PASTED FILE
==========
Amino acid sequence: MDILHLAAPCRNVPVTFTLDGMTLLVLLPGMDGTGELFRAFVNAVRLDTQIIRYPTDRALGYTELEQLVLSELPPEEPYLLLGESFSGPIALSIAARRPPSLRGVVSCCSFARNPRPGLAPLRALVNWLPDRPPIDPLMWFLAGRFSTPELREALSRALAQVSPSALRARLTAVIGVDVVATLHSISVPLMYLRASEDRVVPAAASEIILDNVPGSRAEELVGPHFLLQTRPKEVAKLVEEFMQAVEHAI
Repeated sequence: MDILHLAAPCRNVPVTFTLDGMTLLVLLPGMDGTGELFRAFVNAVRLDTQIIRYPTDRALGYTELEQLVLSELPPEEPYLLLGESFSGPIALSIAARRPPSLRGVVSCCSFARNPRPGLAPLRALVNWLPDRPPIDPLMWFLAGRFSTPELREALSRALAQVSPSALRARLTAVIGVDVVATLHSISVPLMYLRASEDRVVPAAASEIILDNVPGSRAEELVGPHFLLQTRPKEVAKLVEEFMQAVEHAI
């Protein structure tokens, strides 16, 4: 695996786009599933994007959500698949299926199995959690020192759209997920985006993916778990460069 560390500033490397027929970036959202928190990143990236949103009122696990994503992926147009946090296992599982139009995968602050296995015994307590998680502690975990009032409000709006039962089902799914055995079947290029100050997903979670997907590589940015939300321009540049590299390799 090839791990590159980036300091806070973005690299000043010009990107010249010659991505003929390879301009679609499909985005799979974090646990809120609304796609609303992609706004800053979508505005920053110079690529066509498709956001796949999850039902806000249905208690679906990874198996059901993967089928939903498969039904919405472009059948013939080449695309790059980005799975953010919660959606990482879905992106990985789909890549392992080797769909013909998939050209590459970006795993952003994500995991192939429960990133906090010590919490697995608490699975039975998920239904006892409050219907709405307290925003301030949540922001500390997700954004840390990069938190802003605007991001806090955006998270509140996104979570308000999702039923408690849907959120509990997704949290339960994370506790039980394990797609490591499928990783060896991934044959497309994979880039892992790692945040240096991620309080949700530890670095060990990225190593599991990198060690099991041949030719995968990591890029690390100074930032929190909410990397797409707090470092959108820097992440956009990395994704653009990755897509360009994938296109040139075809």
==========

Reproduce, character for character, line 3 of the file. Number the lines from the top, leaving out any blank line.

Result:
């Protein structure tokens, strides 16, 4: 695996786009599933994007959500698949299926199995959690020192759209997920985006993916778990460069 560390500033490397027929970036959202928190990143990236949103009122696990994503992926147009946090296992599982139009995968602050296995015994307590998680502690975990009032409000709006039962089902799914055995079947290029100050997903979670997907590589940015939300321009540049590299390799 090839791990590159980036300091806070973005690299000043010009990107010249010659991505003929390879301009679609499909985005799979974090646990809120609304796609609303992609706004800053979508505005920053110079690529066509498709956001796949999850039902806000249905208690679906990874198996059901993967089928939903498969039904919405472009059948013939080449695309790059980005799975953010919660959606990482879905992106990985789909890549392992080797769909013909998939050209590459970006795993952003994500995991192939429960990133906090010590919490697995608490699975039975998920239904006892409050219907709405307290925003301030949540922001500390997700954004840390990069938190802003605007991001806090955006998270509140996104979570308000999702039923408690849907959120509990997704949290339960994370506790039980394990797609490591499928990783060896991934044959497309994979880039892992790692945040240096991620309080949700530890670095060990990225190593599991990198060690099991041949030719995968990591890029690390100074930032929190909410990397797409707090470092959108820097992440956009990395994704653009990755897509360009994938296109040139075809």